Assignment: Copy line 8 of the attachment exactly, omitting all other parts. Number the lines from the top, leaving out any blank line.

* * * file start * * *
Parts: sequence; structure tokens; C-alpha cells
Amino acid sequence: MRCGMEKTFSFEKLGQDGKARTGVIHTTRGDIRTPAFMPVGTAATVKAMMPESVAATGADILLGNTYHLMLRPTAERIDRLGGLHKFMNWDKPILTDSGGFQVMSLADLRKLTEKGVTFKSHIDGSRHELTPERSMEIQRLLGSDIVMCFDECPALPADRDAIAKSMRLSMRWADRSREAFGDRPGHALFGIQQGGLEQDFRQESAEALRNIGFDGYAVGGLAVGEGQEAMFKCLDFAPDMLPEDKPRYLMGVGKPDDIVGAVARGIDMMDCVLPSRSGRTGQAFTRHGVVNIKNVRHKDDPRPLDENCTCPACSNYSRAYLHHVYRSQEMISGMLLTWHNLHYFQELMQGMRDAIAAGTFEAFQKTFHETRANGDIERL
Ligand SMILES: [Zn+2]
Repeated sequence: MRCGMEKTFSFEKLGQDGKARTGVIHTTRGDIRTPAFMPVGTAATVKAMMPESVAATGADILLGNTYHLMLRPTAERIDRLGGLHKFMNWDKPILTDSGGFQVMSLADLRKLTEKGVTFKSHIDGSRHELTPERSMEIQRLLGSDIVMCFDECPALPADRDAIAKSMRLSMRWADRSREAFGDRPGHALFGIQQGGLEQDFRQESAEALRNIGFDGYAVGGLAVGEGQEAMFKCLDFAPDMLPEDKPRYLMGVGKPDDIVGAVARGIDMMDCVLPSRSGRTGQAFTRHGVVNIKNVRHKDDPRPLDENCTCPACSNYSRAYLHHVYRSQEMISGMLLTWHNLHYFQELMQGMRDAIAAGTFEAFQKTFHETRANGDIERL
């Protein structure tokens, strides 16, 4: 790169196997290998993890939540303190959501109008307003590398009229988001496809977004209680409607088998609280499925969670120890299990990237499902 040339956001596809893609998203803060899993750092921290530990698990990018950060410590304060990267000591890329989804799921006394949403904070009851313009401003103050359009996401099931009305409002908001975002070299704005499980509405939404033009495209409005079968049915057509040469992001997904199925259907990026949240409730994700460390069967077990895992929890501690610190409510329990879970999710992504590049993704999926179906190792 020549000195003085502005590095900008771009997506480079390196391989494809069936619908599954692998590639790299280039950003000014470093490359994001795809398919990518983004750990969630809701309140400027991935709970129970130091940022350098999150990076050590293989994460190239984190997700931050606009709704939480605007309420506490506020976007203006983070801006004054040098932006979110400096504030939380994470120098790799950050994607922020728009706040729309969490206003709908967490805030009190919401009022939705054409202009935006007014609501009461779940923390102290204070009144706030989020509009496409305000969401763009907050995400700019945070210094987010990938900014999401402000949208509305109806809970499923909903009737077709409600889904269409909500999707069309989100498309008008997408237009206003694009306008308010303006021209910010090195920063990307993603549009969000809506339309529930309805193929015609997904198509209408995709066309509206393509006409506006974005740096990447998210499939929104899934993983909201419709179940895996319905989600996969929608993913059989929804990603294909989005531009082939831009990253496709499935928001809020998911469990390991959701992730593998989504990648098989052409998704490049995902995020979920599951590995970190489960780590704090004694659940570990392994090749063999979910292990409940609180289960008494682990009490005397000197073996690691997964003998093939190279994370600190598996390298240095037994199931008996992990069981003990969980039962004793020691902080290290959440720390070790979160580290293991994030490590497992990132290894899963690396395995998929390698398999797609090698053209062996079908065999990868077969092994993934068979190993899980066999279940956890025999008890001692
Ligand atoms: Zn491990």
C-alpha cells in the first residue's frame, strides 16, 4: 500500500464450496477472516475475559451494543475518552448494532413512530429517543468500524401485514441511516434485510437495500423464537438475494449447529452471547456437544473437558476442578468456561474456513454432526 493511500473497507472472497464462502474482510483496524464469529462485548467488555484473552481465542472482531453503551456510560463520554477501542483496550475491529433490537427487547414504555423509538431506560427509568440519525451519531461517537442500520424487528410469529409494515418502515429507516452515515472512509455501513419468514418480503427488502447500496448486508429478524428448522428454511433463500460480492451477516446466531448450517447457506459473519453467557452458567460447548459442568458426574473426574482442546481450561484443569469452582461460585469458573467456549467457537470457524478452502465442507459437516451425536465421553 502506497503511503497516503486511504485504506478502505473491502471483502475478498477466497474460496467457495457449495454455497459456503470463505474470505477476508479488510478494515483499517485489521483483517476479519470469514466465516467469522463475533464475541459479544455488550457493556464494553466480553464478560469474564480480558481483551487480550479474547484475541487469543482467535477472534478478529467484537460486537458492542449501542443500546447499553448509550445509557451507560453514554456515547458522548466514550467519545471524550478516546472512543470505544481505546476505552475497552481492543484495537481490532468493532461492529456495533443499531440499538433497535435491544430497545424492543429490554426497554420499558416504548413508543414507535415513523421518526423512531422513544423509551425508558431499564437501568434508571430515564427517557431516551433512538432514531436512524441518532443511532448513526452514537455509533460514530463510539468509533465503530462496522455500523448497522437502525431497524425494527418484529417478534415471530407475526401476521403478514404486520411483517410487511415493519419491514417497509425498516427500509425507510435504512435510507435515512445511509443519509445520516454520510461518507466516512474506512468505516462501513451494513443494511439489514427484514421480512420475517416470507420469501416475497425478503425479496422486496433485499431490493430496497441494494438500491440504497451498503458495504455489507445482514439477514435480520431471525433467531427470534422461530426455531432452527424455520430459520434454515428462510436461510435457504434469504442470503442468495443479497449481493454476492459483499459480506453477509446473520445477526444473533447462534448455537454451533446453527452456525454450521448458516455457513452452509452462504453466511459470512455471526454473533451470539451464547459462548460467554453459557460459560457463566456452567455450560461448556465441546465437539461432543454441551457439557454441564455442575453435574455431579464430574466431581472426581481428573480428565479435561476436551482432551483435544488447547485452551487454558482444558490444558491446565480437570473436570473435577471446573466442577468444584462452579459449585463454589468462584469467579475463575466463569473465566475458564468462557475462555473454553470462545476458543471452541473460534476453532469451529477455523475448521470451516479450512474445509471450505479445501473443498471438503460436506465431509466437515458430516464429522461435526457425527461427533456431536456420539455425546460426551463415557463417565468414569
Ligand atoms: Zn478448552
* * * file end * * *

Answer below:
Ligand atoms: Zn478448552